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Once you’ve decided to explore the option of assisted living, you’ll want to take the time to learn about and visit assisted living communities near you. By visiting the premises and meeting the staff and facility members, you will get a fisthand look at what a facility has to offer.

It’s important to locate a facility that feels right to you and your family. During your visit, there are questions you should ask yourself and those who live and work there. This checklist will help you know what to look for so you can make the most informed decision.

Environment

  • The environment should feel welcoming and inviting: This is where your loved one will spend most of their time. When you walk around the facility, it should feel like somewhere you’d want to live yourself—somewhere you could come and visit often. The staff should be friendly and inviting.
  • The décor is attractive and has a home-like feel: The community should feel as nice as someone’s home.
  • The space is accessible: The flor plan should not be a cause for concern. All areas should be equally accessible to individuals with walkers, canes and wheelchairs. no area should seem crowded; all spaces should be open, clear, and easy to move around in.
  • There is an outdoor area: A breath of fresh air has a powerful health effect on people of all ages. An assisted living community should have a landscaped courtyard or garden where residents can walk, sit, water flwers or just be outside.

Staff

  • Staff give residents individual attention: There is no substitute for this. You should see staff interacting with individuals—not just groups—and calling residents by name. Staff should have time to hold conversations with residents, ask questions, or stop and help them.
  • Therapy specialists are available: The facility should have a relationship with therapists who specialize in different areas, potentially including speech therapists, physical/ occupational therapists and dementia/memory specialists.
  • Staff are open and helpful to families: Staff aren’t there only for residents—they are also there for you. Staff should be able to answer your questions, be proactive in keeping you informed, and prepare you for the transition. In particular, they should prep you for interacting with your relative once they’re moved in.

Lifestyle

  • Residents are social with one another: It’s a good sign when residents are chatting with each other. Ideally, they should seem interested and engaged in the activities.
  • Visits with loved ones are welcomed: Visits are a source of joy for residents. Staff should never view them as a chore. notice whether staff seem happy to see you when you arrive, and whether it feels like dropping in is encouraged.
  • Residents have a high degree of freedom: Some residents may have entered a hospice period or prefer more solitude, but the majority of residents should be moving around the community and choosing their own activities. Look for residents strolling the premises and visiting with one another.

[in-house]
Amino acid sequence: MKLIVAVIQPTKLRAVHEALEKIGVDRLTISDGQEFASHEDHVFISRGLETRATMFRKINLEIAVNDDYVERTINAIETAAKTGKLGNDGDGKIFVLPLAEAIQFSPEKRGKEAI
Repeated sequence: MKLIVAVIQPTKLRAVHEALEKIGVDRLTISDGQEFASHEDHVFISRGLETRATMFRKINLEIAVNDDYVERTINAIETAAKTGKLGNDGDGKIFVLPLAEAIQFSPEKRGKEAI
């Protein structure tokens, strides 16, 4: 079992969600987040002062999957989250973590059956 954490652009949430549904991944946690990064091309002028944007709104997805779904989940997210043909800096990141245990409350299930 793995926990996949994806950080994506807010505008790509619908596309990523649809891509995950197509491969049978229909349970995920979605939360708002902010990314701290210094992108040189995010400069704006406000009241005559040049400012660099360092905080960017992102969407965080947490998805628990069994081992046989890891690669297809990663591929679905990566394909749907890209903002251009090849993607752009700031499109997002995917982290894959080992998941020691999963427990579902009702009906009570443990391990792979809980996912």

• Food is available whenever residents want it: While every community has a meal schedule, it shouldn’t be written in stone. Some residents may want a midnight snack or get hungry earlier or later than others. food should always be available.
  • Residents appear clean, well-groomed and content: This is a little thing to look for but it indicates a high level of professionalism and attention from staff. Since staff help groom, bathe and dress many of the residents, they should appear clean and comfortable. It’s a good sign when everyone seems comfortable and presentable.
  • Art and music: Looking at paintings and photographs or listening to old music can be powerful ways to reawaken memories. Staff should be familiar with these tools and know how to use them. Ask staff to explain their activities and use of these elements.

Accountability

  • Transparency: Every assisted living facility should display its state license and bill of patient rights. Ask whether they can show you their past inspection reports (including the most recent), what their screening procedure is for staff, and whether they train staff on elder abuse and neglect. most importantly, look for a clear schedule of fees that discloses all costs up-front. Every community should let you review a resident agreement well in advance of signing it.
  • Clear medication policies: It should be abundantly clear who is responsible for administering medication and how it is coordinated. Ask how medication is stored and whether residents can administer their own medications.
  • Access to outside specialists: You should be able to bring in outside medical specialists and staff should facilitate this, so ask about their policy on third-party practitioners. It’s important to know how they coordinate visits, and whether the patient’s care plan will reflct recommendations from these specialists.
  • Reasonable, scalable fees: costs for assisted living vary widely, but many families are surprised by how accessible they can be. rates generally include the cost of living plus cost associated with the resident’s individualized care services that are provided by a professional caregiver. rates should be transparent and scale based on what services are or aren’t needed. for instance, a resident who does not need assistance with dressing should not be charged for the service. The resident’s care plan associated cost should be based on specific needs.

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